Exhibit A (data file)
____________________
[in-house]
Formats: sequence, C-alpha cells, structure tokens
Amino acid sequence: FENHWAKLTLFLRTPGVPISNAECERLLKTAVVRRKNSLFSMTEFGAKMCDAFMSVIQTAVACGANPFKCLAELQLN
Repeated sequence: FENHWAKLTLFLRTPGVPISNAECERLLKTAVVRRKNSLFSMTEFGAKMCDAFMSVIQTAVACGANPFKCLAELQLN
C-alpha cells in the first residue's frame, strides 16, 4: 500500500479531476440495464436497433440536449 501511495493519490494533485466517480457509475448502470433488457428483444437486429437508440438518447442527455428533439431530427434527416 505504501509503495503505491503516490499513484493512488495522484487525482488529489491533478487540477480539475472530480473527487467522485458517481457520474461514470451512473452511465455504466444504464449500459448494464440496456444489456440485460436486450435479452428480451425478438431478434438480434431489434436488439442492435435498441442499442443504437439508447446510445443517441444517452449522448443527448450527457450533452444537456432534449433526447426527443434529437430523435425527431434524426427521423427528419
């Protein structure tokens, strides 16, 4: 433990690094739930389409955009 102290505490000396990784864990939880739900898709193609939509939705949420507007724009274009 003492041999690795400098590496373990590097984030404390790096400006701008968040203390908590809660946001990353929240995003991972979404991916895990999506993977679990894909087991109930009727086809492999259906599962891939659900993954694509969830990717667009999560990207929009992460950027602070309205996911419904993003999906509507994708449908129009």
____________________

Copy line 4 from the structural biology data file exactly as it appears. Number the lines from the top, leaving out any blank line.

Repeated sequence: FENHWAKLTLFLRTPGVPISNAECERLLKTAVVRRKNSLFSMTEFGAKMCDAFMSVIQTAVACGANPFKCLAELQLN